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The left wants to freeze time.
The world population needs to be limited to an arbitrary number of some recent year. The air needs to be as clean as the most famous environmentalist’s memory renders. Trade needs to be at the level of the trendiest primitive society du jour. Food needs to be prepared the way someone remembers it.
The right also wants to freeze time.
Gender roles need to be stuck at the happiest memories of our most recent nostalgia. Kids ought to learn in the same way our most memorable learning was done. Families need to look like those on our most beloved sitcoms.
On both ends, though, there are those that understand that the problems of today cannot be solved by the solutions of yesterday.
The family has transitioned. We have moved from extended families to nuclear families. And we have moved from nuclear to single family. Family is important to me. I grew up in a nuclear family, the first in my extended family. My parents were the first in both their families to take that step. The grandparents before that and generations before (don’t ask how many; there is a physical journal in a temple in northern India with a catalog) lived in extended families.
In America, I met families and non-families. Single parents with kids, divorced parents with multiple sets of grandparents, extended groups of people operating as families and more traditional nuclear families. Success varied based on individual dynamics.
Statistics don’t lie. Extended families are better for individuals than nuclear families, and nuclear families are better for individuals than single-parent families. Yet, statistics don’t lie. Compared to our parents, we have many advantages. We are richer, have more luxuries, use more advanced technologies, have higher life expectancies, and have more time to indulge in communities spread across the continent.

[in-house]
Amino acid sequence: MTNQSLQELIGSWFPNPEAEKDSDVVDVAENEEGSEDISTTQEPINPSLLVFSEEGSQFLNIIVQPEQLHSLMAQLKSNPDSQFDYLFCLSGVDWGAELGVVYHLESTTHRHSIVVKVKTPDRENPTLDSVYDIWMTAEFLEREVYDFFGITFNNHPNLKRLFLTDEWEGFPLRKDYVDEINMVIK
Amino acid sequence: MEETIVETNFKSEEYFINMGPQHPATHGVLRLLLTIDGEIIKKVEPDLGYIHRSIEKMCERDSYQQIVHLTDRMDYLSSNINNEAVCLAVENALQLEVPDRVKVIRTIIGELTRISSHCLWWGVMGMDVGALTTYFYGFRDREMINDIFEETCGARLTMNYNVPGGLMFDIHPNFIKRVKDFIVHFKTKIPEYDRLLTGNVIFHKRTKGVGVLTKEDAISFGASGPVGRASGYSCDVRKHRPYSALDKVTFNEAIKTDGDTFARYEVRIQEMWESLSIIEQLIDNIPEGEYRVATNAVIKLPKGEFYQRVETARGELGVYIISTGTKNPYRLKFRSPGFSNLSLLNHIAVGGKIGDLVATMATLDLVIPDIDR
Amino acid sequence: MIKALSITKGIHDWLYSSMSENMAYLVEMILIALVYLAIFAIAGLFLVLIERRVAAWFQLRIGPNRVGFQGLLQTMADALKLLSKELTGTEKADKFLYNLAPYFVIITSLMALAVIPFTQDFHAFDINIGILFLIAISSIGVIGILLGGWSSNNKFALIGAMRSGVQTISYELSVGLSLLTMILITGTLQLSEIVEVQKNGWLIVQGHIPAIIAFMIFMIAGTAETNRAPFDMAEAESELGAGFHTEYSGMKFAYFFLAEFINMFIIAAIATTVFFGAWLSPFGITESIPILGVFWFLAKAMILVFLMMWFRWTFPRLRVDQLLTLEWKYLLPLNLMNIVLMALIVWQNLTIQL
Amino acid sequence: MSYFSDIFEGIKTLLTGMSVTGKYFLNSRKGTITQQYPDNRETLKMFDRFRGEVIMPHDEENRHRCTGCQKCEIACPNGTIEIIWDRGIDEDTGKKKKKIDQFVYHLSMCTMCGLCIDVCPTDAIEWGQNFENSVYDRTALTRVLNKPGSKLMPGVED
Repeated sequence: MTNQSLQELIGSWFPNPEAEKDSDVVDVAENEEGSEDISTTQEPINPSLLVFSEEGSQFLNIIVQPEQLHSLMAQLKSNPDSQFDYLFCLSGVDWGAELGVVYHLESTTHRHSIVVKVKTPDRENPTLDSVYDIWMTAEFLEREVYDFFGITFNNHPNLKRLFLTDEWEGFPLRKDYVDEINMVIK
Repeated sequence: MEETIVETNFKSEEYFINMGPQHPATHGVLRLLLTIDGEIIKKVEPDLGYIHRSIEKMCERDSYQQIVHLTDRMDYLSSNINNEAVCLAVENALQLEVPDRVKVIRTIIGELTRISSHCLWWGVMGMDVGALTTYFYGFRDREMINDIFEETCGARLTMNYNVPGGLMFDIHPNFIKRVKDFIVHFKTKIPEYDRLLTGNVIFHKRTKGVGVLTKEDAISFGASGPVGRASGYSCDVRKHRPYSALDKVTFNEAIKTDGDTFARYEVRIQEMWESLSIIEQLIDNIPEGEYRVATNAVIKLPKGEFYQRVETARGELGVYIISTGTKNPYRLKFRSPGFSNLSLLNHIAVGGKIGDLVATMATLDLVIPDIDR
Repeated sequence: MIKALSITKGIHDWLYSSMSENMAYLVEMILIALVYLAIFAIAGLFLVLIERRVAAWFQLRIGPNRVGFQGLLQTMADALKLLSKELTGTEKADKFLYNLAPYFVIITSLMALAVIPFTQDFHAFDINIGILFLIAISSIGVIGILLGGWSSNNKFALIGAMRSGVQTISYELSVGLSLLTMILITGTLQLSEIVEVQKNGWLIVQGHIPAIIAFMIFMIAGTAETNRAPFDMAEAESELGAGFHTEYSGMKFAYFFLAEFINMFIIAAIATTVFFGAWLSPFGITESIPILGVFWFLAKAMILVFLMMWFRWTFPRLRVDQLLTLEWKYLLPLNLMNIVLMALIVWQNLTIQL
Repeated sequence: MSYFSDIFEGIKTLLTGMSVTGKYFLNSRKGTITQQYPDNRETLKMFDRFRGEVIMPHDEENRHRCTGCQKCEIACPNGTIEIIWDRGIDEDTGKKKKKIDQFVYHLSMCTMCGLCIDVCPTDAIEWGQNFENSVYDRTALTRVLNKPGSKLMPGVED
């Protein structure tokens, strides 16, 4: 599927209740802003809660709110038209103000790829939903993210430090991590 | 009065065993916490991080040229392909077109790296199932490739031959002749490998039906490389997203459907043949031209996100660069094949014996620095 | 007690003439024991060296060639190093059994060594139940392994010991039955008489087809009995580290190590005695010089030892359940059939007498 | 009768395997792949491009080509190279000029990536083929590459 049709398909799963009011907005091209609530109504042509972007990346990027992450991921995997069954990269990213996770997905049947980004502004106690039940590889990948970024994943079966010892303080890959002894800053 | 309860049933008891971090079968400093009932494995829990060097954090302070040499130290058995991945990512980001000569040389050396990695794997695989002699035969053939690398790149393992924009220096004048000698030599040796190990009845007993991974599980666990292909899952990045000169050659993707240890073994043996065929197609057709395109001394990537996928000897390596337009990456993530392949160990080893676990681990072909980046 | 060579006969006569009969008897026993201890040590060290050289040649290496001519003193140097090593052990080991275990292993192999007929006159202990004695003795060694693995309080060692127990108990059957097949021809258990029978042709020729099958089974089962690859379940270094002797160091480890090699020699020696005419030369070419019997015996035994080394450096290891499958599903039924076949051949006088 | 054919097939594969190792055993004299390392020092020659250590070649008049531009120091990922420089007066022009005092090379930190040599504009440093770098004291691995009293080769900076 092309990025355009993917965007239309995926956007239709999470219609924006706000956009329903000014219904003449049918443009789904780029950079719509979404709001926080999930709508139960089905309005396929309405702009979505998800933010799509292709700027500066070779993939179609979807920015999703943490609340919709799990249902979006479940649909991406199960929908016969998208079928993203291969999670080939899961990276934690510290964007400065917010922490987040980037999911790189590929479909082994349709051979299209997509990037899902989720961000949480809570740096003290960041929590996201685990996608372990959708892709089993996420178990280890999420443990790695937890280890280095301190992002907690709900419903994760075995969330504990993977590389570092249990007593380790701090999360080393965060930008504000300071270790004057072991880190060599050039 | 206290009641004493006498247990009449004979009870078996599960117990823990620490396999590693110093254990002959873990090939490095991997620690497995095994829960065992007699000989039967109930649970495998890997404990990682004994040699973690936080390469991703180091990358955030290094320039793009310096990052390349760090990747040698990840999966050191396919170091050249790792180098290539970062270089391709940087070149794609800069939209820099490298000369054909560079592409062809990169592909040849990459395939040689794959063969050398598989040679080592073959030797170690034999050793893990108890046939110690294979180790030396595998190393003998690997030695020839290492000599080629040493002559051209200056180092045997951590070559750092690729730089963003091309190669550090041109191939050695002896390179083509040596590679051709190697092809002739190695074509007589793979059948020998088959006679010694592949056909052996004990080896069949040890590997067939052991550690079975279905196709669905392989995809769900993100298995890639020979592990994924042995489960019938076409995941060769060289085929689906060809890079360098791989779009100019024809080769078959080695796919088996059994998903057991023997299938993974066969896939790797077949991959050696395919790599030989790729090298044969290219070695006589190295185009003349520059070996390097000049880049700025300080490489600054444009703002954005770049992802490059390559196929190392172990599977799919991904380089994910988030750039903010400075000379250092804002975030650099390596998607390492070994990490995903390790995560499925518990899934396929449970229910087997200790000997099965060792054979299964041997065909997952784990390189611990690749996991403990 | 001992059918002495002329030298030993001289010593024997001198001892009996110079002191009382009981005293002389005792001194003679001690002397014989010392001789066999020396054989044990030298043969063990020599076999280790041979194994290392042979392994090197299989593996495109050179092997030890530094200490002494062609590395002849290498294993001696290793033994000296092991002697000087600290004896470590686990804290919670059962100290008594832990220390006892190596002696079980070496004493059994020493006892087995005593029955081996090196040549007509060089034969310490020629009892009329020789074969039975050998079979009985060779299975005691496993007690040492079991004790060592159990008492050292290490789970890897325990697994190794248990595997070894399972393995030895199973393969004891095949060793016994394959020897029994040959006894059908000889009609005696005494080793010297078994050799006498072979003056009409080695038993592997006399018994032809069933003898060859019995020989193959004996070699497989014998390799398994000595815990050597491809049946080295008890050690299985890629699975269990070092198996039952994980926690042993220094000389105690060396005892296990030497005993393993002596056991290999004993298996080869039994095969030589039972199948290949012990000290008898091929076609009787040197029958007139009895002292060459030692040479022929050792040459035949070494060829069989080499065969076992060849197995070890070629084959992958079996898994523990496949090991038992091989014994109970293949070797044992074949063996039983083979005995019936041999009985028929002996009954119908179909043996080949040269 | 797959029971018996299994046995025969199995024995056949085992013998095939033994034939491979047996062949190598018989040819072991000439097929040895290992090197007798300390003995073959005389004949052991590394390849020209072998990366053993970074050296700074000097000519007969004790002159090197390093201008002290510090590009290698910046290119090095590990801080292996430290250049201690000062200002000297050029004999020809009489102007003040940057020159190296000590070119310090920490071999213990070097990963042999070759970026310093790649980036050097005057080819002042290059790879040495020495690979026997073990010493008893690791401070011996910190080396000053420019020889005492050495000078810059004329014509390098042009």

All is not well and some things must be changed. When the Founding Fathers wanted to change things, here’s what they did: They made a bold and ambitious declaration. Then they wrote it down — and signed it — even though it was their own death sentence. They dreamed of a world that was not in the past, but part of a brave new future. It had never been done before and I am sure there were many naysayers and nostalgic people who wanted to go back to the way things were. But the Founding Fathers looked to the future. Then, they gave everything to achieve their dreams; their possessions, their families, and their lives.
What declarations are we making today? To what document will we sign our names? For what issues are we willing to lose everything? For what ideals are we willing to die?
I invite you to look forward. Dream big. Work hard to make it happen.
Reflections are necessary — but let’s not live in the past. There is a future that has your values. Let’s declare it. Let’s make it happen.